<br /> Lee Letter: b125

Washington and Lee University

Sender: Richard Henry Lee
Recipient: Patrick Henry

My Dear Sir,

The state of my health has hitherto by no means permitted me to leave home any distance, or I should certainly have obeyed your summons – I hope however, in a few days to be able to pay my respect to the general assembly. It seems the determination of Providence, whose superintending care of Virginia has been evident from the origin of our country, that we shall not want the great and necessary security which is derived from a well formed Artillery. The Bearer of this is one of those Veteran Sergeants of Artillery, whom you see made mention of in the Delegates’ engagement with Monsr. Loyeauté. This Gentleman, pursuing his point with that zeal and industry that distinguishes his character, took immediate and effectual measures to procure the return of these old and skilful soldiers, whose abilities he knew to be so necessary for the right forming of a useful and serviceable corps of this kind. Notwithstanding therefore the great pains taken to prevent these people from coming, as well by their discontented Countrymen who were returning to France, as by some who wanted them elsewhere; by the care of a colonel of Artillery to whom Monsr Loyeauté had written, and of Monsr Pierre, who is likewise mentioned in the Delegates’ agreement, the Sergeants, five in number, with Monsr Pierre, Monsr Bigarre, & Monsr Coyette are on their way to Williamsburg. This sergeant has travelled before the rest, and was sent on to Williamsburg from York, and called here having been informed that Capt. Loyeauté was at this place. The knowledge of artillery is so indispensible to the public security according to the modern mode of making war, that I cannot help rejoicing at the opportunity we now have, if it be rightly improved, of possessing the best artillery of any state in the Union. Beneficial indeed will be the change to that, from being almost the worst provided! When I know that most of the other States are cautiously providing in this way, and wisely strengthening themselves in this branch, I own, I am alarmed at our great deficiency, and small prospects of being better off without the aid of imported knowledge. These officers and men, being among the best in the French army, their leave of absence is limited to a year from this time, but in that space, aided by a little longer indulgence, which may be procured by the influence of Capt. Loyeauté’s father, who is a General in the Artillery of France, they may be able to place us in a situation such as to complete effectually what they begin. Neither this sergeant, nor any of the absent corps yet know that Mons’ Loyeauté has missed command of our regiment, and probably discontent & desire to return, may arise from that knowledge, so that it will be well to have the determination of the Assembly on Captain Loyeauté’s last proposition before they are made acquainted with this gentleman’s disappointment. In a few days we shall be in Town, and in the mean time be pleased to give directions how the Bearer is to be supported. When President Hancock returned to Boston, the Delegates obtained his promise to give every facility in his power to the return of these Veterans, and to furnish what might be necessary for them. In consequence of which, this Sergeant tells us, Mr. Hancock advanced them 600 dollars to bear the expense of the corps to Virginia. I am with sincere esteem & regard, dear sir,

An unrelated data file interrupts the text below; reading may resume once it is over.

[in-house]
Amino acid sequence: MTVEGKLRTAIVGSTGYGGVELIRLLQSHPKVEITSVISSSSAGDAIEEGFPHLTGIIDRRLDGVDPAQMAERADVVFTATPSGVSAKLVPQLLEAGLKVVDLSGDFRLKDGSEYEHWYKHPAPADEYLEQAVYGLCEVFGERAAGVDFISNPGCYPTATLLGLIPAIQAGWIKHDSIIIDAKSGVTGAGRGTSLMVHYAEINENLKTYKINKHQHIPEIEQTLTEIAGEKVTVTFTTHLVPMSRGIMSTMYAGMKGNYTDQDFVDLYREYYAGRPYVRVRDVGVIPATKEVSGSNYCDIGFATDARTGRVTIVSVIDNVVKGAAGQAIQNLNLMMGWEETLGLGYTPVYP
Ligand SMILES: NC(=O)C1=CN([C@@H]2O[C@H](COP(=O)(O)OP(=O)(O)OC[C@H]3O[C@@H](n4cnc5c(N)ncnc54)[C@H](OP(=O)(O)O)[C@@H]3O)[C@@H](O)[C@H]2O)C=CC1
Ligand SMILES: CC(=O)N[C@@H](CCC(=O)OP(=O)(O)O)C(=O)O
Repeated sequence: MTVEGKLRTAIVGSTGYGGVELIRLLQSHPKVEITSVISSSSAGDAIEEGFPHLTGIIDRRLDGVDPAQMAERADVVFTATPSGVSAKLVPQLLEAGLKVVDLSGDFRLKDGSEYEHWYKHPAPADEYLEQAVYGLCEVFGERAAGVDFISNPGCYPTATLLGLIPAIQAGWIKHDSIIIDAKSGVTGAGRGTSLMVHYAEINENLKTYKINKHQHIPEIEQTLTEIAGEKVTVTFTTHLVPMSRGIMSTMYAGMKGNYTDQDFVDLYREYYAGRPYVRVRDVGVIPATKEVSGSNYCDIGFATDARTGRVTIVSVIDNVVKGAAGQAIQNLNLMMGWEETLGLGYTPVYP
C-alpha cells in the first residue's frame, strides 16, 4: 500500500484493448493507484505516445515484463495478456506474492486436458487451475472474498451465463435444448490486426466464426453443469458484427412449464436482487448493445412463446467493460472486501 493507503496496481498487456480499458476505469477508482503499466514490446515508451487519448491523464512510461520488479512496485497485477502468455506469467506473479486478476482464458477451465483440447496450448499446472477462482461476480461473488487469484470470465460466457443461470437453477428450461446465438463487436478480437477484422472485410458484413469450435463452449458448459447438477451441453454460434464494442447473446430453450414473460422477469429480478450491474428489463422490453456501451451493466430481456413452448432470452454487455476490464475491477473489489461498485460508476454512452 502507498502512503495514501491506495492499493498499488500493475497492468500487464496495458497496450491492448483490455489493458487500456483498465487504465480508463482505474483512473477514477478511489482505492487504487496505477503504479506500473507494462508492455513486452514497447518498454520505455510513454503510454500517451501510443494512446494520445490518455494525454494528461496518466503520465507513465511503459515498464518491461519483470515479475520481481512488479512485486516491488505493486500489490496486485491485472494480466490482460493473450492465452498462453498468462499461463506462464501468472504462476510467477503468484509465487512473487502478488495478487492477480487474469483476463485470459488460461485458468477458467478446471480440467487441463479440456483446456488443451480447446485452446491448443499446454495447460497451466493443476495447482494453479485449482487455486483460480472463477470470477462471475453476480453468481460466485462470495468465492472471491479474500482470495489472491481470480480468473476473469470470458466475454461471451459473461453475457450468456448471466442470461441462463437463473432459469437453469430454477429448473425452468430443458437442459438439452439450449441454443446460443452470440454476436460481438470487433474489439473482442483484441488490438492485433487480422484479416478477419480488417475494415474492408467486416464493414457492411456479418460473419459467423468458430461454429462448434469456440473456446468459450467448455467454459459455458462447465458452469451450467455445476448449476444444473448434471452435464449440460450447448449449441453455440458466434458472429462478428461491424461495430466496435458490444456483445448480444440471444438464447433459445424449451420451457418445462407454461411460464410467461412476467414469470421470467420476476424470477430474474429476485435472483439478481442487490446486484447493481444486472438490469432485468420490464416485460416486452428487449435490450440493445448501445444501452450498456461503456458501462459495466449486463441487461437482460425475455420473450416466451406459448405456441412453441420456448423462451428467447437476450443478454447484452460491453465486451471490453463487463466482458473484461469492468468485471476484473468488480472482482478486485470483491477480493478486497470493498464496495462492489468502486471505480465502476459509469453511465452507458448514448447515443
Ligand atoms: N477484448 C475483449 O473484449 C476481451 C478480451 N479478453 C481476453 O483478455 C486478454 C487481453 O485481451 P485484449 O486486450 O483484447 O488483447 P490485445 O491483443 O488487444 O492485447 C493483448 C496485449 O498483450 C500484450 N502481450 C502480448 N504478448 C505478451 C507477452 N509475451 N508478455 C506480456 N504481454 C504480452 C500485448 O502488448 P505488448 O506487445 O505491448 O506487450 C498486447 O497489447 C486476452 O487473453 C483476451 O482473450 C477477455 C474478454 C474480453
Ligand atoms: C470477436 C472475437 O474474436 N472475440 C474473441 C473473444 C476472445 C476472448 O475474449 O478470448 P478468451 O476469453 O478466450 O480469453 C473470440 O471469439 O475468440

your most obedient and very humble servant.

Richard Henry Lee

P.S. By the late arrival of a store ship at Portsmouth in N. Hampshire, The United States are now, in the whole, possessed of about 200 field pieces of Brass – These are many more than they want, and in consequence, if application were made to Congress for six of those now at Charles Town in South Carolina, there is no doubt but they will be lent to our State, and on light travelling carriages may soon be transported hither – Capt Loyeauté thinks this quite necessary to conduct properly the b – – of instructions. I wish the affair was immediately taken up in the Assembly.



Printed in William Wirt Henry, Patrick Henry, 3:140. Printed also in James Curtis Ballagh, The Letters of Richard Henry Lee, Volume 1, 1762 – 1778, pp. 376 – 78.